We have all seen the stories on the news – a parent takes his or her child out of the United States and to a country where they have citizenship. Often they leave saying they intend to go to visit family or catch up with friends, but in the end, they never return. Worse, they attempt to use the family courts of that country to deprive the other parent of rights to the child.
International child abduction has been a growing concern as the number of people of different nationalities marrying has increased. In 1981, a number of countries met and signed the Hague Convention of the Civil Aspects of International Child Abduction, a treaty that sets forth specific rules and procedures to follow in cases where one parent takes the child to another country and will not return the child to the previous country.
How does it work?
Under the Hague Convention, a parent may not wrongfully remove a child from its place of habitual residence, deemed the country where the child regularly resided prior to the removal. Further, each country that signed the treaty has to provide a ready legal avenue to petition for the return of the child. If a court finds that a child has been wrongfully removed, the court must order the return of the child to its habitual residence. Critically, a court hearing a Hague case cannot consider the merits of any custody complaints – those are reserved for the proper court in the country of habitual residence.
If a parent in the United States suddenly finds that the other parent has taken the child to another country and will not return with the child, the parent should retain an attorney with experience in these matters and also contact the proper law enforcement authorities. If the country where the parent removed the child is a signatory of the Hague Convention, the Hague Convention applies and the parent in the United States can file an action under the Hague Convention for the return of the child. If the other parent cannot be served, it might be necessary to seek enforcement in the country where the child has been removed.
Once a Hague petition has been filed, a court will begin an expedited process to hold a hearing. The court will determine first if the Hague Convention applies. If it does, the court will consider whether the child has been wrongfully removed by looking to the child’s habitual residence. If it finds that wrongful removal has occurred, the court will look to the limited affirmative defenses (such as a threat of harm to the child in the country of habitual residence from the other parent). If no defenses apply, the court will order the return of the child.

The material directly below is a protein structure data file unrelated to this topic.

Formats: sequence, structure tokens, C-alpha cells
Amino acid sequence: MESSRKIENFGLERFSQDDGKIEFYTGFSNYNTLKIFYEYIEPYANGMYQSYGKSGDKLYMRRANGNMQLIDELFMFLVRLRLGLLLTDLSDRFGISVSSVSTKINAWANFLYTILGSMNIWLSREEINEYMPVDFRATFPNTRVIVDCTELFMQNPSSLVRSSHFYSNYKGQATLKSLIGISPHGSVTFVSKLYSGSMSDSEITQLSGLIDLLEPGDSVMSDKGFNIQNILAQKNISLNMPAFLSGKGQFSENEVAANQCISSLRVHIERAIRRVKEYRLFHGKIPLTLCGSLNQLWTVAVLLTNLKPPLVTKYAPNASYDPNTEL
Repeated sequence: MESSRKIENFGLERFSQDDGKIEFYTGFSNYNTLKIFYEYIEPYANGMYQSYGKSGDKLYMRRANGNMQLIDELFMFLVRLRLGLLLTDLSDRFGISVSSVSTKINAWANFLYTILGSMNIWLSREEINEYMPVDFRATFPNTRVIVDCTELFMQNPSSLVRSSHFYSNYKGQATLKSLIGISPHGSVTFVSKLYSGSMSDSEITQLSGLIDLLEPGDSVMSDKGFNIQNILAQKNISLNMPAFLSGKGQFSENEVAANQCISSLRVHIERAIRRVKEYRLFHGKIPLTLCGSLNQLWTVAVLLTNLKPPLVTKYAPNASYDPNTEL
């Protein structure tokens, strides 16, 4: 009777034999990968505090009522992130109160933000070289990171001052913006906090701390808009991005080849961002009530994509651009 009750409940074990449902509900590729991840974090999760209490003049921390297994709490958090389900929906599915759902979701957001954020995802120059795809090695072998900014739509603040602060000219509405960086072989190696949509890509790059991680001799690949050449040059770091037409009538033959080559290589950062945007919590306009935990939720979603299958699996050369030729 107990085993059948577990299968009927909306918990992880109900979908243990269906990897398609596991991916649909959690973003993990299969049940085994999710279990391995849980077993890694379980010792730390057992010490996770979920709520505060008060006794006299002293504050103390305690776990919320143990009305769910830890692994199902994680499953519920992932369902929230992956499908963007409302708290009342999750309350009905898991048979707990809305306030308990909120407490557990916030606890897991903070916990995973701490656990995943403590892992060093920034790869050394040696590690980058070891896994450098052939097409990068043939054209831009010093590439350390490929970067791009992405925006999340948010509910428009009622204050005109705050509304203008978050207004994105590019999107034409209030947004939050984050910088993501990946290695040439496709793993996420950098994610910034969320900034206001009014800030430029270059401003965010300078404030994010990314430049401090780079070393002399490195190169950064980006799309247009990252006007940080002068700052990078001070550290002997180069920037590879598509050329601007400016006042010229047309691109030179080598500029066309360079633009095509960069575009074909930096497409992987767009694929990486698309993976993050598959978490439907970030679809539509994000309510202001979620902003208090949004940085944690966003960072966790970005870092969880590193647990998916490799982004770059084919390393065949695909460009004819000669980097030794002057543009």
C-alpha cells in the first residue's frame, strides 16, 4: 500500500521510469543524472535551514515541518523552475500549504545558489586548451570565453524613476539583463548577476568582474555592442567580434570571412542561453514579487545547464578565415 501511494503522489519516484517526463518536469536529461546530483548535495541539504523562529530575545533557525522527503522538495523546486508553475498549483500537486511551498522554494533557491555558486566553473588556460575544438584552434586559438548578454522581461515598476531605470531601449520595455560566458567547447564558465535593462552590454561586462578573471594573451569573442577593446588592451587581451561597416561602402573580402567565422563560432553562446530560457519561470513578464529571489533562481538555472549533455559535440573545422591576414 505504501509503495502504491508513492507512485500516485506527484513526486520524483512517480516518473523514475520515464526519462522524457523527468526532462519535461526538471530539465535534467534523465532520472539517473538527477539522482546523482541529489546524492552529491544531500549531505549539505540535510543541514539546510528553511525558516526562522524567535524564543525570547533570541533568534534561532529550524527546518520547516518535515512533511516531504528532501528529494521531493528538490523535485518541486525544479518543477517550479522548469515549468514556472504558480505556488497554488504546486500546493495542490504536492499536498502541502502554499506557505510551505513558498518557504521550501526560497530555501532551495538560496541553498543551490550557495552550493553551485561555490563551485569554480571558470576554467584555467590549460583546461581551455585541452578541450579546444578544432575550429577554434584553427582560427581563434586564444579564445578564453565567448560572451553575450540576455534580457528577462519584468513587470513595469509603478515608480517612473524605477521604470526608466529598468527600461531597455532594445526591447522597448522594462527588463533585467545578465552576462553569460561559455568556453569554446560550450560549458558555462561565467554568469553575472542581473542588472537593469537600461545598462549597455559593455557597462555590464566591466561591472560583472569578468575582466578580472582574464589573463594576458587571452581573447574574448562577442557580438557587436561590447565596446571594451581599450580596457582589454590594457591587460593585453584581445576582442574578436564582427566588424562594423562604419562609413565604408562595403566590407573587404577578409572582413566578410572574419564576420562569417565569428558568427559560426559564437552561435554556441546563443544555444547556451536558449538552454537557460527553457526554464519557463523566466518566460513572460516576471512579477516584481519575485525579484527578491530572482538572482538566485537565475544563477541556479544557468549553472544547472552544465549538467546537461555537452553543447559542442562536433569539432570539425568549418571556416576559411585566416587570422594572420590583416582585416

Hague cases can take months, and in some cases years, depending upon whether a losing party appeals to a higher court and whether securing return becomes an adventure.
If you find yourself in this situation, you need to act quickly and secure experienced legal help. The longer you wait, the more likely the other parent will either disappear or take court actions in the new country to deprive you of parental rights.
If the country where the parent removed the child is not part of the Hague Convention, you will have to rely on help from the State Department and Interpol to locate the child and the parent, and you likely will have to fight for the return of the child in the courts of the other country.
If you are in a situation where you have a custody decree with a parent who has citizenship in another country, you should seek an order from the court that issued the decree regarding international travel and holding of passports to minimize the risk of an abduction.
If you have questions about international child abduction, contact us – we can help.